The development of contact archaeology in Australia
Early research into contact interactions
Up until the 1990s, research into Aboriginal and European contact interactions in Australia were predominantly the realm of historians. Reynolds’ early influential works on frontier contact, framed around a European dominance–Aboriginal resistance model, depicted a violent frontier with Aboriginal people actively resisting European incursion (e.g. Reynolds 1972, 1990). Reynolds’ work highlighted, for the first time, that in many instances Aboriginal people encountering Europeans were prepared to fight for land regarded as terra nullius by the colonising Europeans but which was existentially important to the Indigenous owners. As an outcome of Reynolds’ work, many historical studies of contact interaction adopted the dominance–resistance model to specific situations and time periods (for example, Loos 1982; Morris 1989).
The focus in historical studies of contact gradually shifted away from the frontier to smaller regional studies, highlighting variability and complexity in Aboriginal responses to Europeans. For example, Attwood’s (1989) research in Gippsland, Victoria, demonstrated that as a result of Aboriginal strategies of avoidance and indifference, only minor violent incidents occurred and Aboriginal people and Europeans managed to coexist. Williamson (2004:186) has suggested that the trend for early historical contact research to concentrate on particularistic studies—a trend persisting up until the late 1980s—may be seen as a feature of a disciplinary divide between archaeology and history. Finding a way to sensitively integrate archaeological data with documentary sources to write history continues to be a challenge in historical and contact archaeology generally.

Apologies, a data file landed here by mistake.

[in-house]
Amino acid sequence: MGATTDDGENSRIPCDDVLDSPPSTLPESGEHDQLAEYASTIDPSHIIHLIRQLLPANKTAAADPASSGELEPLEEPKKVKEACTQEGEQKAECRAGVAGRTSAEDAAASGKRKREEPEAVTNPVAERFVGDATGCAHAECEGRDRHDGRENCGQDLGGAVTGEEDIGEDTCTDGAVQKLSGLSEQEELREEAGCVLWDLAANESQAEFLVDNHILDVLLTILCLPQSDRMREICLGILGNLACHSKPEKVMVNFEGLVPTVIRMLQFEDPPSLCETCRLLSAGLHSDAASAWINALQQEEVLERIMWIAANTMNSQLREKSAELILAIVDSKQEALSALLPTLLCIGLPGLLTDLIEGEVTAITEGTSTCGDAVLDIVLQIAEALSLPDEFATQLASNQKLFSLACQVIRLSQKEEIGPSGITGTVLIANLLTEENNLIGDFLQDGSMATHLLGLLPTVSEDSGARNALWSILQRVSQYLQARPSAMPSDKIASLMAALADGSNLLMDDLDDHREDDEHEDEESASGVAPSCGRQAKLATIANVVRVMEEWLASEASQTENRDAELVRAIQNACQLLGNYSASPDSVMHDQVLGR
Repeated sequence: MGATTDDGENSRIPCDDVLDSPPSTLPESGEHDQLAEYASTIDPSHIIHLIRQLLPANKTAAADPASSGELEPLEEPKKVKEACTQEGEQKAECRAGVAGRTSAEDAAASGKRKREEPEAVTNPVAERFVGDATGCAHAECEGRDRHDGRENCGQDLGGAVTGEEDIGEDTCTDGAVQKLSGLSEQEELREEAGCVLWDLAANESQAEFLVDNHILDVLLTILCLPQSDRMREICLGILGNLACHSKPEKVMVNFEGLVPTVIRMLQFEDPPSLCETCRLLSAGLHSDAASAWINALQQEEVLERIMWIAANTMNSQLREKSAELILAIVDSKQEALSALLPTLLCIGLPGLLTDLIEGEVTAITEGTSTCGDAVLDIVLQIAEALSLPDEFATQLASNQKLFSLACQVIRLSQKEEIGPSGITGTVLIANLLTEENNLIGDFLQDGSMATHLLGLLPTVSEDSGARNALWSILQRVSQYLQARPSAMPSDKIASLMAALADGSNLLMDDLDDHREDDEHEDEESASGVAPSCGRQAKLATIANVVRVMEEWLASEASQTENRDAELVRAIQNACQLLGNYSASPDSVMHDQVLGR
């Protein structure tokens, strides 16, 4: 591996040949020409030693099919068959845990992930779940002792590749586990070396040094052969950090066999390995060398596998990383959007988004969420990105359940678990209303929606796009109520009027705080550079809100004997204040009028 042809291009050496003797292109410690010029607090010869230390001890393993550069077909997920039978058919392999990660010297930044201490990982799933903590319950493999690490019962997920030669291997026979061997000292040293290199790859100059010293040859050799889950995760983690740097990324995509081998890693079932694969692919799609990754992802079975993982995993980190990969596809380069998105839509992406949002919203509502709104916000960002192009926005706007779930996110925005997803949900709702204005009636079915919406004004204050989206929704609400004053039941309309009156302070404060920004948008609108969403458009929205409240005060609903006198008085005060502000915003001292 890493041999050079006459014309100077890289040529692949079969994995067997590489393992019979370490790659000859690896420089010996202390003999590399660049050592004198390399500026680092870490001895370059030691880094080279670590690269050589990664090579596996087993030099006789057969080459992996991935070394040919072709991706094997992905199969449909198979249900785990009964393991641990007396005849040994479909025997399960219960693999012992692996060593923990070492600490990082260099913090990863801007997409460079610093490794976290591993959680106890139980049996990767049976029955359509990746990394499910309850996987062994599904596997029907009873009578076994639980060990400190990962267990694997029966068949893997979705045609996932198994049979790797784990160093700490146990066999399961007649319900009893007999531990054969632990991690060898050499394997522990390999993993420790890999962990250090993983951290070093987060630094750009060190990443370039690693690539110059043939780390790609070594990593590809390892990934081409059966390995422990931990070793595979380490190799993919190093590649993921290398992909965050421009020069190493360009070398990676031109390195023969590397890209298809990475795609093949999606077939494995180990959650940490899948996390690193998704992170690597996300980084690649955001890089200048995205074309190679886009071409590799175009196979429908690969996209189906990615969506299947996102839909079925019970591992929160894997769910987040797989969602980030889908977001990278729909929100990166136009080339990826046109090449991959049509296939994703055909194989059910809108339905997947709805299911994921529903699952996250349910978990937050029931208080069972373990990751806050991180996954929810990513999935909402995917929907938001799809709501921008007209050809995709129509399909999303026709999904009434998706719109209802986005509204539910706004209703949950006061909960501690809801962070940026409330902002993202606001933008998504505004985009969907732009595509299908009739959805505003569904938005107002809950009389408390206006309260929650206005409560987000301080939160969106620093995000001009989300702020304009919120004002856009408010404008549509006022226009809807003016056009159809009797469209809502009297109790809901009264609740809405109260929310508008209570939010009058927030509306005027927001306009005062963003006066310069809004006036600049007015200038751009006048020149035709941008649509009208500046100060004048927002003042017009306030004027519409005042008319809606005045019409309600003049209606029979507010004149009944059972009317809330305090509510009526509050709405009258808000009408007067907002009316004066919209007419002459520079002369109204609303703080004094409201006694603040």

Early studies in contact archaeology
One of the first contact archaeology studies in Australia was Allen’s 1969 (2008) study of Port Essington, a historic site located on the Cobourg Peninsula, now in the Garig Gunak Barlu National Park, Northern Territory. In his exploration of this European military frontier settlement, he used both archaeological and historical data to investigate Aboriginal–European interactions as well as post-European Aboriginal behaviour at the site, with the aim of producing a history of Port Essington constructed from all of the available sources. Allen’s research was groundbreaking within the context of Australian archaeology in many ways. It was the first PhD dissertation in Australian historical archaeology and the first to actively explore contact archaeology and the history of a particular place (Murray 2000:145; 2008:xi; Williamson 2004:184). Another early example of contact archaeology research and the use of diverse sources of information is McBryde’s (1978) attempt to reconstruct cultural history in northeast New South Wales using ethnographic information. This study affirmed the value of literary sources in documenting culture at the very moment of change. Another early example is a study by McKnight (1976), in which the archaeology of contact between Macassan trepangers and Aboriginal people on the northern Australian coastline was documented. Early investigations into contact archaeology thus tended to focus on the earliest contact experience, and Allen’s work aside, tended to model Aboriginal history as a single evolutionary process rudely halted by the arrival of Europeans. Overall, these archaeological studies are descriptive and particularistic rather than analytical with a focus on describing artefacts (see also Coutts et al. 1977; Rhodes 1986).
Proliferation of approaches to contact archaeology research